I was involved in a recent focus group study where we had six different requests from the users about what they wanted in the site (And all six are different and dont really have any correlation with each other). I am trying to figure out how we can take the information from these six different requests and assimilate them and define the objective of the site.

Is there any way we can utilize disparate data from the group and refine it further to define the objective of the site or I am just wondering if we did the focus group completely wrong by not condensing towards a specific goal.

  • 3
    Are the 6 things falling under a particular task? Or, any larger umbrella? If so, it can indicate you need to work on improving the existing functionality. – rk. May 13 '13 at 17:11
  • Do you have any personas defined for the site? How well do the people in the focus group fit into these? I think there are probably more details about the users that you can use to put their request in content of their needs and goals. You also need to have some views about how well these fit within the business/technology goals and objectives, rather than be swayed by user opinions along. Perhaps you might even consider a second round of focus group? – Michael Lai May 14 '13 at 1:30

I would start by going back to the recording of the session to see what questions the users were answering and try to figure out why they made the specific requests. Quite often, the underlying problems can be related though the recommended solutions from users are very different.

Ultimately, if you can't get any more information than what you already have, this is a good moment to look at the goals of your site and lay these requests atop of them. Do they fit? If so, where? Are these request within scope of your site? etc.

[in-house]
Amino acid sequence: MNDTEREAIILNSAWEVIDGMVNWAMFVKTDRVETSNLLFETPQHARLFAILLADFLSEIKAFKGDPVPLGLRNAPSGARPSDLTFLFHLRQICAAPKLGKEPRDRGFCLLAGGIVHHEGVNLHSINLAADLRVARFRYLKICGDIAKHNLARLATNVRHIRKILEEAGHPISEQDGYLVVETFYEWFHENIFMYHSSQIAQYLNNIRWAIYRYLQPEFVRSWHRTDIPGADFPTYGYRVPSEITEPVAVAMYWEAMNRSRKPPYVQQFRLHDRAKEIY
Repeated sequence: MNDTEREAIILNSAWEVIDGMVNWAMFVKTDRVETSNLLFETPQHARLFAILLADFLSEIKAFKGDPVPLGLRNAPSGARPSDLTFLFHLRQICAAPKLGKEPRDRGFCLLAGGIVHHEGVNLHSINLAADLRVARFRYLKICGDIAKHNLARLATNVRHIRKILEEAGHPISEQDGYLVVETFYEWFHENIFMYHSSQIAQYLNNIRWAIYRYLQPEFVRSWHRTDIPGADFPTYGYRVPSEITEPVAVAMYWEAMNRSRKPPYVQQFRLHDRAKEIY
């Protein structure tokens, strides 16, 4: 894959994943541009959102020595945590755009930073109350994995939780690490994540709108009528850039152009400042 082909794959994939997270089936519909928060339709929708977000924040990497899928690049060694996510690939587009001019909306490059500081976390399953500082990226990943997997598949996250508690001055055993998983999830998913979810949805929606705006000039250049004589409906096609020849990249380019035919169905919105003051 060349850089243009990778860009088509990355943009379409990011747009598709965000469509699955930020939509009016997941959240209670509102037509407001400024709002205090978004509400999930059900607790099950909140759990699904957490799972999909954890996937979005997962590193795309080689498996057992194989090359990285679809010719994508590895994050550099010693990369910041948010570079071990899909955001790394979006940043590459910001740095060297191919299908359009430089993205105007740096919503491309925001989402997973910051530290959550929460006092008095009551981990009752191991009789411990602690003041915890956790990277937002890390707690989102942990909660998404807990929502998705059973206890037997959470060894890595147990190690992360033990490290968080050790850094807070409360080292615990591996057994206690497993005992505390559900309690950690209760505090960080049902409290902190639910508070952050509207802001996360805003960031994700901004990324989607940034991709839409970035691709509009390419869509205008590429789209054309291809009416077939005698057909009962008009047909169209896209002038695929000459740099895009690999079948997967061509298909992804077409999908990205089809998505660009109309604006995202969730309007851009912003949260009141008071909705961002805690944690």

If this doesn't provide any clarification, think about the questions you want to ask those same users, now that you know the end requests. And try to think about the holes in the original questioning. I'd go back and fill in the question gaps and try to run a second round of testing.

I'd also like to point out that traditional focus groups aren't necessarily the place for design research. Many things can happen to easily skew the findings of a self-reporting technique like this, such as the groups being taken over by a large personality or people simply responding quickly, not truly being introspective, etc. Here's some information on where focus groups can fit into your research plan.

If possible, I recommend that you define each page with very specific user goals and tasks, and then conduct a simple task-based test. This will tell you much more about what a user needs than asking them what they want or need.

Also, keep in mind that user requests are just that, requests. Not all of them will be useful or good for your product, even if it occurs frequently. It's up to you/your team to decide how to tackle the problem that lies under each request.

  • Great response! You hit all the points and more I was thinking about when I read the initial question. There might be enough data pulled from the focus group to do some followup studies, ones that are more impartial. – wootcat Jun 13 '13 at 21:30

It sounds like you need to to group some of the requests. Of the 6, what are the most closest ones?

As with many projects, it is sometimes ,and more ofthen than not, nessisary to do all 6 in a one by one fashion

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